NVidia has announced the GeForceFX, its 500MHz graphics processor that will render near-movie-quality real-time graphics.

The new boards – based on the GeForceFX chip – feature 1GHz memory speeds thanks to DDR2 memory. The chip, based on an efficient .13-micron process, also features 125 million transistors and eight-pixel pipelines. It supports the AGP 8X specification.

The processor can calculate 375 million programmable vertices per second, 4 billion pixels per second, and 16 billion anti-aliased samples per second. NVidia's GeForce4 Ti 4600 calculates about 136 million vertices per second with a fill rate of about 4.8 billion AA samples/per second.

Boards using the GeForceFX chip won't begin shipping until mid- to late January 2003, according to the company.

NVidia has had to develop a new cooling system for the GeForceFX. FXFlow thermal-management system channels keep the board from overheating by moving warm air directly out of a computer's chassis. Despite the new cooling system, NVidia claims the chip will run silently when performing normal tasks.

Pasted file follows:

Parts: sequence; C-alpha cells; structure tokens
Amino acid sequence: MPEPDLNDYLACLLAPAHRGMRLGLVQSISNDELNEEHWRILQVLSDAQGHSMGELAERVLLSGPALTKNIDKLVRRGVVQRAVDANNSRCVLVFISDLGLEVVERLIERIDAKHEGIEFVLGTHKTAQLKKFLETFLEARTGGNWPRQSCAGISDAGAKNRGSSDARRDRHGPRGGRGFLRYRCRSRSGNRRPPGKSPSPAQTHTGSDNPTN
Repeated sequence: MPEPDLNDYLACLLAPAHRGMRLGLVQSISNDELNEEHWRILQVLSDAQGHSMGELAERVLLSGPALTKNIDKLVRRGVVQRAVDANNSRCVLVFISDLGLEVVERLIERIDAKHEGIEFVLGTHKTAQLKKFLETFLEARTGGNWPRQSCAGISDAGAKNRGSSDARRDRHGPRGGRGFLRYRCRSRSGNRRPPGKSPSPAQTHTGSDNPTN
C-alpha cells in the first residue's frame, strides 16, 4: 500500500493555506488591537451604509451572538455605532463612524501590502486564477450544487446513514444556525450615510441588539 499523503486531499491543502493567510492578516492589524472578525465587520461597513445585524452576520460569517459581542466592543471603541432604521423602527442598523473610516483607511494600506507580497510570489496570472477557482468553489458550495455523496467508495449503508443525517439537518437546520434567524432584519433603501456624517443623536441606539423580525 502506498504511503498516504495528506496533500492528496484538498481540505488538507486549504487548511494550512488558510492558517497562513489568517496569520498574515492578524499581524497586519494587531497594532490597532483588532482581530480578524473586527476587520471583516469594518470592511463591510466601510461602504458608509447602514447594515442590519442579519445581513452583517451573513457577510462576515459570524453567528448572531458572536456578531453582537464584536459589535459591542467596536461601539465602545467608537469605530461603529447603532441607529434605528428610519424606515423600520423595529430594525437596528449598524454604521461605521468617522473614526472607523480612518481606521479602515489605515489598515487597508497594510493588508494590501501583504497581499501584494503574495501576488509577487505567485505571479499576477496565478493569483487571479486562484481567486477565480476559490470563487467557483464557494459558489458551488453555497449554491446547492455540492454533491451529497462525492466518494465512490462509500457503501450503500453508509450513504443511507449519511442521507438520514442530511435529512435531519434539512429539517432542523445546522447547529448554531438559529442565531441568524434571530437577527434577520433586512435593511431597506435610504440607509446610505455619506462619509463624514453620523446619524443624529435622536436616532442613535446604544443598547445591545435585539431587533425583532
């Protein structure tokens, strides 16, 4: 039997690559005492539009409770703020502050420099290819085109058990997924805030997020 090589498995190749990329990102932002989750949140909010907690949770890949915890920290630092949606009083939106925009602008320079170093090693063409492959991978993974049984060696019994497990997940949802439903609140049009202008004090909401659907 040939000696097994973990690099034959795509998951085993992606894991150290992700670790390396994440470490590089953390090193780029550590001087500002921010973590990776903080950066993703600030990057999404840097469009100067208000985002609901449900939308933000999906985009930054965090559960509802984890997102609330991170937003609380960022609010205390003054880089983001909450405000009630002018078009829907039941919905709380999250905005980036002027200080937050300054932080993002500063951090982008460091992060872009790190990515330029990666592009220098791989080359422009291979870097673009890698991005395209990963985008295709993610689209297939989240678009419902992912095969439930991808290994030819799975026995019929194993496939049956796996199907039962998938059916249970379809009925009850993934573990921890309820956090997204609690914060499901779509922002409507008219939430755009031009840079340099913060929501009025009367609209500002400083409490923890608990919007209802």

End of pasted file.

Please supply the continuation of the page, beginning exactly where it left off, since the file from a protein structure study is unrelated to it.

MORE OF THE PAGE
The name of the chip: "Symbolizes the fusion of ATI and NVidia," says Jen-Hsun Huang, president and CEO of NVidia. "The 3dfx acquisition that we made was all about bringing together the finest talent in the world."

The chip supports a new software architecture - based on NVidia's CineFX architecture and supporting NVidia's graphics programming language Cg. Company executives say the new graphics-processing unit will let game developers create graphics that rival those in motion pictures. It does this through the use of pixel and vertex shaders. The company has also simplified the process of programming with these technologies, it claims.

The product also implements OpenGL support, and offers support for NVidia's Unified Driver Architecture. These two features carve a path for the use of the chip with computer platforms – including Mac OS X.

Additional features include: 128-bit colour with 32-bit floating-point components for red, green, blue and alpha values; and Intellisample, a new form of anti-aliasing technology that provides gamma-adjusted anti-aliasing and adaptive anisotropic filtering.

"I‘ve been through a lot of product launches, but this one gives me goose bumps," says Dan Vivoli, senior vice president of marketing at NVidia. "To be able to get this level of realism and deliver it in real time is just staggering."

NVidia showed numerous computers using the GeForceFX, including demonstrations such as an emoting fairy and a dancing ogre. The pixel instruction capabilities of the new chip, which determine how many effects it can pack into an individual pixel, allow for life-like hair and skin, as well as advanced lighting effects.

In one demo, the paint on a 1950s mint-condition pickup was rapidly aged 50 years, until the vehicle finally rusted away.